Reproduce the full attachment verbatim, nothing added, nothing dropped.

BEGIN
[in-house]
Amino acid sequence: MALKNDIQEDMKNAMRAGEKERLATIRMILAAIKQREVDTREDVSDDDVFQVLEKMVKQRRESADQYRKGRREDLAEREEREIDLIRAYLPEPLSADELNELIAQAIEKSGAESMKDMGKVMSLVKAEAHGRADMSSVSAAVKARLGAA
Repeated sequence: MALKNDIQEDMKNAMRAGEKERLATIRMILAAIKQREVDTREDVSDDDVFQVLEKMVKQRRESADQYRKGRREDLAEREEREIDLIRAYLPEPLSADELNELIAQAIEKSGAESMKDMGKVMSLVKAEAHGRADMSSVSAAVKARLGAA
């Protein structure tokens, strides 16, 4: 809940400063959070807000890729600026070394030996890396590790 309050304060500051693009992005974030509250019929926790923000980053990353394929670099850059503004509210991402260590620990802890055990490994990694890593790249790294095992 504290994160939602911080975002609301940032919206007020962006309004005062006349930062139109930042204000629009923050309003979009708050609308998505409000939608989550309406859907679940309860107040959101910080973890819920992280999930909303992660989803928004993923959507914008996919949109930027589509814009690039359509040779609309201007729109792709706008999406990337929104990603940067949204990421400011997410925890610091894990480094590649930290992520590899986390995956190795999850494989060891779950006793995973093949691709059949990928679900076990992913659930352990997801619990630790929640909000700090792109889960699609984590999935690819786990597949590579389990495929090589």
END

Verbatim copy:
[in-house]
Amino acid sequence: MALKNDIQEDMKNAMRAGEKERLATIRMILAAIKQREVDTREDVSDDDVFQVLEKMVKQRRESADQYRKGRREDLAEREEREIDLIRAYLPEPLSADELNELIAQAIEKSGAESMKDMGKVMSLVKAEAHGRADMSSVSAAVKARLGAA
Repeated sequence: MALKNDIQEDMKNAMRAGEKERLATIRMILAAIKQREVDTREDVSDDDVFQVLEKMVKQRRESADQYRKGRREDLAEREEREIDLIRAYLPEPLSADELNELIAQAIEKSGAESMKDMGKVMSLVKAEAHGRADMSSVSAAVKARLGAA
């Protein structure tokens, strides 16, 4: 809940400063959070807000890729600026070394030996890396590790 309050304060500051693009992005974030509250019929926790923000980053990353394929670099850059503004509210991402260590620990802890055990490994990694890593790249790294095992 504290994160939602911080975002609301940032919206007020962006309004005062006349930062139109930042204000629009923050309003979009708050609308998505409000939608989550309406859907679940309860107040959101910080973890819920992280999930909303992660989803928004993923959507914008996919949109930027589509814009690039359509040779609309201007729109792709706008999406990337929104990603940067949204990421400011997410925890610091894990480094590649930290992520590899986390995956190795999850494989060891779950006793995973093949691709059949990928679900076990992913659930352990997801619990630790929640909000700090792109889960699609984590999935690819786990597949590579389990495929090589």